The accusations, which Green denies, came to light when Lord Peter Hain named him in Parliament after an injunction had prevented the Telegraph from identifying the businessman following an investigation.
In a statement released today (28 January) Arcadia said: “Sir Philip categorically denies any unlawful racist or sexual behaviour.
“Sir Philip has been in business for over 45 years and has worked with tens of thousands of people all over the world. He has never before been involved in any complaints or claims like this in his entire career and is not guilty of unlawful sexual or racist behaviour. He has not previously been involved in executing any NDAs of this kind.”
It was revealed last week that Green was demanding the Telegraph to reveal its sources, and accused the newspaper’s “behaviour” of having caused “untold disruption” to Arcadia and its 20,000 employees.
He said the Telegraph had been “doorstepping” employees at night “causing distress and concern to their families”. The Arcadia boss has reported the paper to the Independent Press Standards Organisation (IPSO) over this. He has also said the paper liaised with Hain due to the peer being an adviser to Gordon Dadds, the law firm which represented newspaper. Both Hain and the paper have denied this.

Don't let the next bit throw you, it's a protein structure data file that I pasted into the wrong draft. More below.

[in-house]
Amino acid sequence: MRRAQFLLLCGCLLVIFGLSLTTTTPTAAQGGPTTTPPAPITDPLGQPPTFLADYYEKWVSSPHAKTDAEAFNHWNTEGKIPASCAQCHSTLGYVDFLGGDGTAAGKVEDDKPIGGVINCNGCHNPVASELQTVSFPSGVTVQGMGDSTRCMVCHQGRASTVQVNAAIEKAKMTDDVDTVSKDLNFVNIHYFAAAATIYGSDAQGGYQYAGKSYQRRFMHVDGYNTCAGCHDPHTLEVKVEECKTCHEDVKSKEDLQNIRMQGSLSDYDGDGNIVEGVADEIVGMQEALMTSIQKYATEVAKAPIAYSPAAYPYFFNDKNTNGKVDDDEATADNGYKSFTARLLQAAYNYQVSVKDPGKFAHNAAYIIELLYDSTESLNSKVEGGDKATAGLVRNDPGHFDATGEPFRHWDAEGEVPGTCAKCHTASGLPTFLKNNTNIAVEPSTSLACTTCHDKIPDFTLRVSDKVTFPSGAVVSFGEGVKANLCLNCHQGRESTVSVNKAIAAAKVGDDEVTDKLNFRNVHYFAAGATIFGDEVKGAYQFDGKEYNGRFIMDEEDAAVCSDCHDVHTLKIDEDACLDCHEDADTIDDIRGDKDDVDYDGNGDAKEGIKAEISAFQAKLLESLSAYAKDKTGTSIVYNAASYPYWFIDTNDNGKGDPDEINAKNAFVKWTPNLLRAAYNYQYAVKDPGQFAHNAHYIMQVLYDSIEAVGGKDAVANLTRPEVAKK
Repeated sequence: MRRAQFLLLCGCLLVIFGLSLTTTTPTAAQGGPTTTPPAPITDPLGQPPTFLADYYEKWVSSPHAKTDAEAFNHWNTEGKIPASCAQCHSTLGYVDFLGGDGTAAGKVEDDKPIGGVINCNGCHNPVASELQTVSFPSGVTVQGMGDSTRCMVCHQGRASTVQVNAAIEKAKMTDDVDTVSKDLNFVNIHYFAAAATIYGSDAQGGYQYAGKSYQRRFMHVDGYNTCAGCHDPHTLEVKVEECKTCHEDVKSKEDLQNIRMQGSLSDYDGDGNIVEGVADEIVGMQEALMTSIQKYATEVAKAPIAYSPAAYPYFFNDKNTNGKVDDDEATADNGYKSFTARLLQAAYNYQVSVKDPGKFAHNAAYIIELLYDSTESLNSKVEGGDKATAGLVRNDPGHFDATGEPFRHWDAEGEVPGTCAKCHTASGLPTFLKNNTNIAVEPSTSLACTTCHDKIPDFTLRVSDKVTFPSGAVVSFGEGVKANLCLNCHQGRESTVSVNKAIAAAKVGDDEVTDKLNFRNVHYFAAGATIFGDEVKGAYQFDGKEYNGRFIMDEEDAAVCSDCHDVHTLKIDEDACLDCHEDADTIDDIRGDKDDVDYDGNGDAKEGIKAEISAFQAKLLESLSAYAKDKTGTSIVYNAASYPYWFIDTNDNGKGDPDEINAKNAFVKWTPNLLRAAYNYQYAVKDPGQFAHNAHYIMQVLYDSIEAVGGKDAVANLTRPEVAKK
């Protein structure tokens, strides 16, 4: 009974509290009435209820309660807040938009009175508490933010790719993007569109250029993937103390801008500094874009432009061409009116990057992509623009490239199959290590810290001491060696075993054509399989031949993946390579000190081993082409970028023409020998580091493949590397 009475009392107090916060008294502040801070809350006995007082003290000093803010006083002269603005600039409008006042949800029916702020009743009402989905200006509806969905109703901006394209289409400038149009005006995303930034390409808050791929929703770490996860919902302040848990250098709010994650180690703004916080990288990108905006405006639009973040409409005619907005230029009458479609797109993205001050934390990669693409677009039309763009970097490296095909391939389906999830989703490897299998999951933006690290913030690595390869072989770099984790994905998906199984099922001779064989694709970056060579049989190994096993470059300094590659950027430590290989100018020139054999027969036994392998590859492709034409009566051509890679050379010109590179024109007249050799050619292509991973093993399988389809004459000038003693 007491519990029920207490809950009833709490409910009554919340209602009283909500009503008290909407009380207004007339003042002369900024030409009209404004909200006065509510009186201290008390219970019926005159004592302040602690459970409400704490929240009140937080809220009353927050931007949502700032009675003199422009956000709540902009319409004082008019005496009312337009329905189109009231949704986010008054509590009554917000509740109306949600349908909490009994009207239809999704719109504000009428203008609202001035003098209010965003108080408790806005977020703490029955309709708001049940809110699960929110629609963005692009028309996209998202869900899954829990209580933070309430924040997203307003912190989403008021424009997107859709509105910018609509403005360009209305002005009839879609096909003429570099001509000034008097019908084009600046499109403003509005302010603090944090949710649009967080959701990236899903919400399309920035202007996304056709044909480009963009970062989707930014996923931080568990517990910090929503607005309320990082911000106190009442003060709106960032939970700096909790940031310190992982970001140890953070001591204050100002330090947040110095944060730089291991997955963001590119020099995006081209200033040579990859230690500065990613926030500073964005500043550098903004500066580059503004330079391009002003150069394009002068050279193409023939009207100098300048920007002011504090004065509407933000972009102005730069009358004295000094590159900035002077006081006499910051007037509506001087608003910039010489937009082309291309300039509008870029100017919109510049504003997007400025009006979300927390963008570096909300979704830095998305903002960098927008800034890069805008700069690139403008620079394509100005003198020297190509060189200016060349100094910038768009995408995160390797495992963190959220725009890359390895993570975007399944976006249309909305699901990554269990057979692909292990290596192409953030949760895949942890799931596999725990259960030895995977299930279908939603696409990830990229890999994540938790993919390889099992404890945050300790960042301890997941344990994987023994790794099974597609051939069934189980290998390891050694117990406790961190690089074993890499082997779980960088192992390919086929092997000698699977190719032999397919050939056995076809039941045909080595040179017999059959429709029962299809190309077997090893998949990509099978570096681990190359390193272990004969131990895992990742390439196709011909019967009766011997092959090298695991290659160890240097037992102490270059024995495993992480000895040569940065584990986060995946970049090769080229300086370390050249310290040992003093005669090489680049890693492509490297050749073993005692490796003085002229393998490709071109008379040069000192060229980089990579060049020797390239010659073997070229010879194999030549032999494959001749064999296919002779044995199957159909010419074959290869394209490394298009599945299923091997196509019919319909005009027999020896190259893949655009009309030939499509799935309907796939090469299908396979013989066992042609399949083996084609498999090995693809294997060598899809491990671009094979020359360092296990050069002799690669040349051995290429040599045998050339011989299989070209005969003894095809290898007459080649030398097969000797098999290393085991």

A court date had been scheduled for 4 February, but in the statement Arcadia and Green said after “careful reflection” they would no longer continue with proceedings.
The statement said: “After careful reflection, Arcadia and Sir Philip have therefore reluctantly concluded that it is pointless to continue with the litigation which has already been undermined by the deliberate and irresponsible actions of Lord Peter Hain, the paid consultant of the Telegraph’s lawyers Gordon Dadds, and risks causing further distress to the Arcadia’s employees.
“Consequently, Arcadia and Sir Philip will be seeking the court’s permission to discontinue these proceedings.”